Media: The old firm can still pull a cracker: Michael Leapman meets an in-house producer who gives independents a run for their money
Wednesday 03 November 1993
An eight-week-old kitten, one of a litter of four, chased after the flapping fax paper, then wailed plaintively when its mother imposed discipline. I had come to ask Head how successful television series are made. Was this the answer, this tableau of order within chaos?
Perhaps not, but it is a symptom of the time pressure imposed by the new ITV central commissioning system. Only in January was Head given the go- ahead to make the series, about a criminal psychologist who seems to need help more than his clients.
That did not leave much time to get seven hours of prime-time drama ready for a September launch. In the old days, when Granada was able to command an agreed quota of programmes on the network, she would have been allowed to start much earlier.
Cracker, already attracting 10 million viewers, is one of the hits of a mixed autumn for ITV. 'Marcus (Plantin, the chief ITV scheduler) phoned me after the first episode and congratulated me,' says Head. 'I'm still euphoric about it because I think I've got it right. If the British audience didn't respond it would make me want to pack it all in, I love it so much. If you're passionate about a programme you expect everybody else to watch it.'
The success of Cracker has been especially welcomed by executives of the established ITV companies because it is made in-house by one of their number. Those who continue to resent the intrusion of independent producers on to their traditional terrain see it as proof that there are no ways like the old ways. Nick Elliott, managing director of LWT Productions, points out that the two new franchise-holders that make no programmes of their own - Carlton and Meridian - have yet to commission a palpable hit.
'They've commissioned Full Stretch, Head Over Heels, Frank Stubbs Promotes and Brighton Belles: no real hits,
and Frank Stubbs is the only one that's been recommissioned. I think it's because there's a greater awareness in-house of what the schedule needs. The independents are to some extent disconnected from the schedule and its requirements.'
The poor ratings performance of BBC 1's independently produced Harry reinforces that view. But Jonathan Powell, head of drama at Carlton (and controller of BBC 1 when Harry was commissioned) disagrees. 'It's a real nonsense to say the independents aren't making good drama. It's codswallop, a real ITV Old Boys' Club line. The people who sit in the television establishments - the BBC as well - don't want change, so they look at the downside. They forget that Inspector Morse was an independent production and, anyway, a lot of the same directors make the shows for the independents as well as the networks.'
Head, who has run Granada's drama department for five years, declines to get involved in any such debate. 'Life's too short to be politicking the whole time,' she says. 'It's hard to knock other people's programmes, because you know the time and energy spent on them at every level.' The idea for Cracker began to be formulated about 18 months ago, when she was looking for something to match the success of her Prime Suspect. (Since then we have had Prime Suspect 2, and Prime Suspect 3 is due to be aired before Christmas.) She asked some producers to come up with ideas and Neal suggested a series about a criminal psychologist.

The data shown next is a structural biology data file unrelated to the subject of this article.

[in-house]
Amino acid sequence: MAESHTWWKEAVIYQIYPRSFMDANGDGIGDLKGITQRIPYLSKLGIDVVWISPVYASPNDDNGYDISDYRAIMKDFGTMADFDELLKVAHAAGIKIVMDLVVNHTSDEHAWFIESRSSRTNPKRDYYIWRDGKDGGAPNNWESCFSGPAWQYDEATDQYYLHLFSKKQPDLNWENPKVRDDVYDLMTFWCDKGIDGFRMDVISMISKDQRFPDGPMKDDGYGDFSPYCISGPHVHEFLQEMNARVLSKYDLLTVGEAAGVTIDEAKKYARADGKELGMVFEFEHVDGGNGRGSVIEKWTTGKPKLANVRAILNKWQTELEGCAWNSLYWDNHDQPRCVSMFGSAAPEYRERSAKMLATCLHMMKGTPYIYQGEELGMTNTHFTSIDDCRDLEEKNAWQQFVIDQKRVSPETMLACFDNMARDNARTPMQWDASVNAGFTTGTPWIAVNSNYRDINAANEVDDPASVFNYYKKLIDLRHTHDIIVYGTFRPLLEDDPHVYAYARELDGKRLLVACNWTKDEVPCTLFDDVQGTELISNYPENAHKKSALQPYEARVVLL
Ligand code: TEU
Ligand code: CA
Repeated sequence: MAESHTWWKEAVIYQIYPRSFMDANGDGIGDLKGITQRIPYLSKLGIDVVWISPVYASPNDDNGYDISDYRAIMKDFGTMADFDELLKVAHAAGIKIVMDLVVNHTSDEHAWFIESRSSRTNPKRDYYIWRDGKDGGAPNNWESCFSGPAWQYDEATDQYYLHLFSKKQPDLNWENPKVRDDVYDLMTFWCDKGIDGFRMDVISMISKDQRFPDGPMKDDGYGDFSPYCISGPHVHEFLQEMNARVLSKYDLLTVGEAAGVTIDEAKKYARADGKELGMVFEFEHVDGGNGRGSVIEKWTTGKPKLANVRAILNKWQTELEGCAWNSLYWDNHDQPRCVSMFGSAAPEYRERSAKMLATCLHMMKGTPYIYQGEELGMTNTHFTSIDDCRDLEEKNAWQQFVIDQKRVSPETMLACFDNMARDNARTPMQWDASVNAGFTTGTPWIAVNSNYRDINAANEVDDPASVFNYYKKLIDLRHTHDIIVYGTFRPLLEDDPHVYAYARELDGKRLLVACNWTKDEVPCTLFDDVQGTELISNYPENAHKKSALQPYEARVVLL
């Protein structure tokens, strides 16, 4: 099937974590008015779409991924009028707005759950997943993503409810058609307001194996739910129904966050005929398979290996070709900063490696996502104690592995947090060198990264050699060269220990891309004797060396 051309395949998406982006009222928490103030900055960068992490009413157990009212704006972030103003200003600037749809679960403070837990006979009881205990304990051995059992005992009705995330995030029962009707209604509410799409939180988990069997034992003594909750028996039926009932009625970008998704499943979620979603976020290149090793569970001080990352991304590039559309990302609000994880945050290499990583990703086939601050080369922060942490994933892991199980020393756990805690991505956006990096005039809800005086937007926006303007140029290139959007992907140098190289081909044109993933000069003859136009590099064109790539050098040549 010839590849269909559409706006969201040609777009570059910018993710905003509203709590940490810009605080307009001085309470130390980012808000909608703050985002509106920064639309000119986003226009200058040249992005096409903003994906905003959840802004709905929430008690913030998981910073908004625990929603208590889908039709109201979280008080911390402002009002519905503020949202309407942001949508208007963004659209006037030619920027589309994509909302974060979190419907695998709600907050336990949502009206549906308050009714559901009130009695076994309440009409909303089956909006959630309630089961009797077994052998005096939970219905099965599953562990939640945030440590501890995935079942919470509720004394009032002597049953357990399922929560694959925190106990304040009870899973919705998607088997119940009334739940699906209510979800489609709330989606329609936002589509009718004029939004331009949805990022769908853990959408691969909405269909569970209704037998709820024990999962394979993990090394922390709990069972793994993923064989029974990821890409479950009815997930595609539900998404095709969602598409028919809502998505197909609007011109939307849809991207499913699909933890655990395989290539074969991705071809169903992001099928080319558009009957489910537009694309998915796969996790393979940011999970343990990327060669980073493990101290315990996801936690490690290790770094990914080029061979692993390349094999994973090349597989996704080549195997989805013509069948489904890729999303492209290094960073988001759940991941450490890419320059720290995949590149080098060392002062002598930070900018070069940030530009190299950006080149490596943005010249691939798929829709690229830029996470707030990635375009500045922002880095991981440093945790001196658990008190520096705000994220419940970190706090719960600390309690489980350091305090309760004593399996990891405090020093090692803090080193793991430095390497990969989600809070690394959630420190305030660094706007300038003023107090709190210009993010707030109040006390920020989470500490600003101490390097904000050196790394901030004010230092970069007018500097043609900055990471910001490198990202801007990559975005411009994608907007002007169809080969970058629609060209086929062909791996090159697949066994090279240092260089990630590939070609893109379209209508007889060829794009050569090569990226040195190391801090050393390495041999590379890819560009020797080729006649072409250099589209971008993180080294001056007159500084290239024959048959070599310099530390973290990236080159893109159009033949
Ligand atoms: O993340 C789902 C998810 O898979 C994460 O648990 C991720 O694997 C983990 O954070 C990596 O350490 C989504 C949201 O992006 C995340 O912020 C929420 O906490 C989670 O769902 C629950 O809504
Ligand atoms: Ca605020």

When they came to discuss writers, Neal suggested Jimmy McGovern. 'We knew the power and depth of his writing and his humour. He's strong on sex, religion and sexual politics and the dark side of life and the soul.' Once the first script had been written, everyone was certain that Robbie Coltrane was the man for the part of Fitz.
Although unwilling to criticise independents, Head does think there is a special atmosphere at Granada that allows creative people scope for their initiative, and allows her to follow her instincts about what makes good drama.
'My fear was that when David Plowright left (after disagreements with the senior management of the group) all that would change, but it hasn't. I haven't been leant on to do anything I don't want to do. Nobody has asked me to make it more commercial. My other fear was that with the new central scheduling office things would change yet again. But we got Cracker through and I can only say I am grateful for that. What the future holds I have no idea. I'm waiting to hear from central scheduling.'
The future almost certainly holds another series of Cracker and, more immediately, Prime Suspect 3. The first of Lynda La Plante's Prime Suspect series, in which Helen Mirren plays a put-upon policewoman, dealt with sexism in the police force and the second with racism.
'I was told Prime Suspect 2 would never pull an audience because of its subject, that having a lot of black people in it would turn off the British audience. That was nonsense. It won an Emmy and 14 million viewers - as many as the first.'
The series continues to tackle controversial issues. Prime Suspect 3 is about homophobia - an aversion to homosexuals - among the police. And Head is confident that we shall eventually watch Prime Suspects 4, 5 and 6. More evidence for those who believe that the old firms make the best shows.
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